If that seems strange to you, and very non-gospelish, imagine how it feels to me on the Sunday after we buried my dad. Right now, more than any other time in my life, I want to be surrounded by family and friends, to be warmed by the nurturing hearts and kind words of those who love me and are loved by me. And yet, Jesus is telling me I have to be willing to give it all up in order to be his disciple.

Quite frankly, this is not a good time for me to listen to Jesus when he tells me, “Whoever comes to me and does not hate father and mother… cannot be my disciple.” It is not a good time at all.

As far as I know I’ve never been tempted to resent Jesus and his demands, but I’ve got to tell you, this is as close as I’ve ever come, and it’s not a very good feeling.

But the word hate in this context is a way of expressing detachment.3 It doesn’t have the same meaning as when your pre-teen screams, “I hate you!” because you won’t let her have a cell phone or wear make-up. Believe it or not, when Jesus uses the word hate, it does not displace the word love. In a strange sort of way – in a way that perhaps only the gospel of Christ can do it – hate becomes a partner of love. This may just be the only case in which these two words – hate and love – go together.

But still, that doesn’t remove the tension, does it? There is a real honest-to-goodness tension that exists when hate and love decide to become good friends. And to be a real honest-to-goodness follower of Jesus, you have to live with the tension that comes when Jesus demands your primary allegiance. It means you have to turn your back on living life on your own terms and not his. It means you have to let Jesus be the Lord of all your relationships, “and of every last penny.”4

I think that is at least something of what he means when he says we have to hate our own lives. And sometimes, admittedly, following Jesus creates tension between ourselves and those we love the most; especially when they don’t understand – and don’t want to understand – our desire to walk with Christ. And I can guarantee you that it creates tension in your pocketbook.

Have we made it clear enough? It is not an easy thing to follow Jesus. But I’ve searched the scriptures for an option clause and have never found it. Nowhere in the Bible does it ever say that being a follower of Christ – an honest-to-goodness disciple of the Nazarene – is an easy thing to do.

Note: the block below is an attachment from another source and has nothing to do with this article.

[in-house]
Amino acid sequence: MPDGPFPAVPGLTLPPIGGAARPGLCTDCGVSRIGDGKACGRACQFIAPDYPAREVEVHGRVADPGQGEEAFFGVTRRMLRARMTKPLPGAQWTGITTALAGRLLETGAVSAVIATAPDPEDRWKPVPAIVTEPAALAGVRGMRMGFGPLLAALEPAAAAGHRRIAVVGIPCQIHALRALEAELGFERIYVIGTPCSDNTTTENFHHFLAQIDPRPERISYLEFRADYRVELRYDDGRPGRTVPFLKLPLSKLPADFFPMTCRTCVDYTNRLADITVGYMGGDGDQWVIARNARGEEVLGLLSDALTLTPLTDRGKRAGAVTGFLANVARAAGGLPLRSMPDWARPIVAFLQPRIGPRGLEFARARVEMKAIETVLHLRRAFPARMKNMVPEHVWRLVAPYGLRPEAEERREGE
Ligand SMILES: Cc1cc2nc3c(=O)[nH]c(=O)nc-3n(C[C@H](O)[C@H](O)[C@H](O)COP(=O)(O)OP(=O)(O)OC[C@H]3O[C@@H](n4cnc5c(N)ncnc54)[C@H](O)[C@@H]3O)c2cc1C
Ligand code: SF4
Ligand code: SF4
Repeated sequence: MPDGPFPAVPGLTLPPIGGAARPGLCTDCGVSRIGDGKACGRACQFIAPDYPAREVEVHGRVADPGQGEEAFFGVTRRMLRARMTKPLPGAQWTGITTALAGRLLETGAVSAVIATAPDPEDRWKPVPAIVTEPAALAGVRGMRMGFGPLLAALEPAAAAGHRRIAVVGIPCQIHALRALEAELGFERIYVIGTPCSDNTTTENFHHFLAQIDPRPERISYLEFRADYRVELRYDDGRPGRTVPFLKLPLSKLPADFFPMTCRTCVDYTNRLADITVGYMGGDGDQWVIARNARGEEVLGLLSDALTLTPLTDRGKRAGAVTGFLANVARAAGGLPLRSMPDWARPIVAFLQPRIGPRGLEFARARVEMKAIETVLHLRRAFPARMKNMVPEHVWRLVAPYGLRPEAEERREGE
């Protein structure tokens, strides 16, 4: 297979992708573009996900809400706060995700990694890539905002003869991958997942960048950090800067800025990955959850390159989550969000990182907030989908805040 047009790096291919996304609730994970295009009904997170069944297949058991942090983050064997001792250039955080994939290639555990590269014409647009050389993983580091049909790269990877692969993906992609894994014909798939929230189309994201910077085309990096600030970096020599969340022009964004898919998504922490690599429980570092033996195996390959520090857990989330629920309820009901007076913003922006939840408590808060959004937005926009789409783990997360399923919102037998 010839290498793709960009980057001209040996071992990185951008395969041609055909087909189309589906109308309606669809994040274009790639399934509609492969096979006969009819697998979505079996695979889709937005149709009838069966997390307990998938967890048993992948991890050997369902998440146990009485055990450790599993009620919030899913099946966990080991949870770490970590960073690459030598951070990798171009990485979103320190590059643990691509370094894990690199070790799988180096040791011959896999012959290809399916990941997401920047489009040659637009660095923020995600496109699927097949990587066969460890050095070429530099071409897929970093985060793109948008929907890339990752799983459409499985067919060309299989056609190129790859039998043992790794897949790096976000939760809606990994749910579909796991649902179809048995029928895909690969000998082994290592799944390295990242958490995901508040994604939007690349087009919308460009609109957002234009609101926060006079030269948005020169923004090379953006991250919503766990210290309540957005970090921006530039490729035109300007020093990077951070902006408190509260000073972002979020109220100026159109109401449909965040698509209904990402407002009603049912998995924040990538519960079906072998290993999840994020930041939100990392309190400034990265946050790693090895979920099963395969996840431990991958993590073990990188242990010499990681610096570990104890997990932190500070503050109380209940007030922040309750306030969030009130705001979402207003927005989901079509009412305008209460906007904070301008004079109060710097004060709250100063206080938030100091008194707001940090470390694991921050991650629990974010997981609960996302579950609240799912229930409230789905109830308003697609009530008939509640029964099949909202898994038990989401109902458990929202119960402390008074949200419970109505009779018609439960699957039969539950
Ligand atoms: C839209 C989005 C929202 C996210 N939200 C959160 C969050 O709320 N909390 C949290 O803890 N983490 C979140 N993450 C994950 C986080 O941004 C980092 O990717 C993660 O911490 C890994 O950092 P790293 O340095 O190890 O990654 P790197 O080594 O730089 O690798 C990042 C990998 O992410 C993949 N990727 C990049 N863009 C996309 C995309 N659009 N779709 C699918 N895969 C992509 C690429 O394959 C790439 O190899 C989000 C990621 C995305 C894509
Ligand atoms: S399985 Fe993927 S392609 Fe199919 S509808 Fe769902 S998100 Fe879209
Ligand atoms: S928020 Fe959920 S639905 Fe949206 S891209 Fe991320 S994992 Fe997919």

Tuesday, at Rotary, as we were filling our plates in the buffet line, Jim Pappas offered me his sympathy on the death of my dad. Jim, a retired surgeon, then began telling me about his father who died a number of years ago. Jim told me his dad was an immigrant from Greece. The very fact that he made such an important decision as to leave his homeland and come here to the States reveals his courage. And though he has been gone quite some time, Jim still, when faced with the need to make a decision, finds himself thinking constantly of what his father would do in a situation like that. “It’s made all the difference in my life,” he told me.

I think I know what he means. My dad was an immigrant too… from Mississippi to Arkansas. But I doubt that from now on I will consider anything of any importance without wondering what my dad would do. Here is where I am truly blessed. When it comes to my dad’s behavior and what Jesus said to do, I won’t very often have to make a choice between the two because they were so frequently the same.

So sit down and count the cost, Jesus says. Consider whether you are willing to pay the price of following him. And the price is this: hate family, hate self, count the cost, give up your possessions.

You know what? When I let that sink in I feel like maybe I ought to turn in my ordination certificate right now and just walk out the door, because I don’t think I can measure up to Jesus’ demands. In fact, I know I can’t. How are you feeling about it?

And then I am reminded that Jesus’ last words on the cross – on that cross he tells us to carry ourselves – were words of grace, and that is when it dawns on me… measuring up isn’t what he wants us to do. What he wants us to do is open up… open up our hearts and be willing to say yes when the moment comes for us to be counted as those who claim his name and his way of life.

“Whoever does not…” Jesus says, “cannot.”

It may thin out the crowds and control the rioting, but it will also reveal those who really and truly want to follow Jesus. Will we be numbered in those who remain to hear what else he has to say?

Lord, when it comes time to number those who stay with you, even when life gets really, really hard, we pray you can count on us. We cannot do this of our own strength, so lift us up that we might follow you. In Jesus’ name we pray, Amen.

Notes

1Bruce Wollenberg, The Christian Century, August 24, 2004, p. 17.

2Barbara Brown Taylor, Bread of Angels, (Cambridge, Massachusetts: Cowley Publications, 1997), p. 46.

3Fred B. Craddock, et. al., Preaching Through the Christian Year (Harrisburg, Pennsylvania: Trinity Press International), p. 401.

4Wollenberg, Ibid.

Copyright 2007, Randy L. Hyde. Used by permission.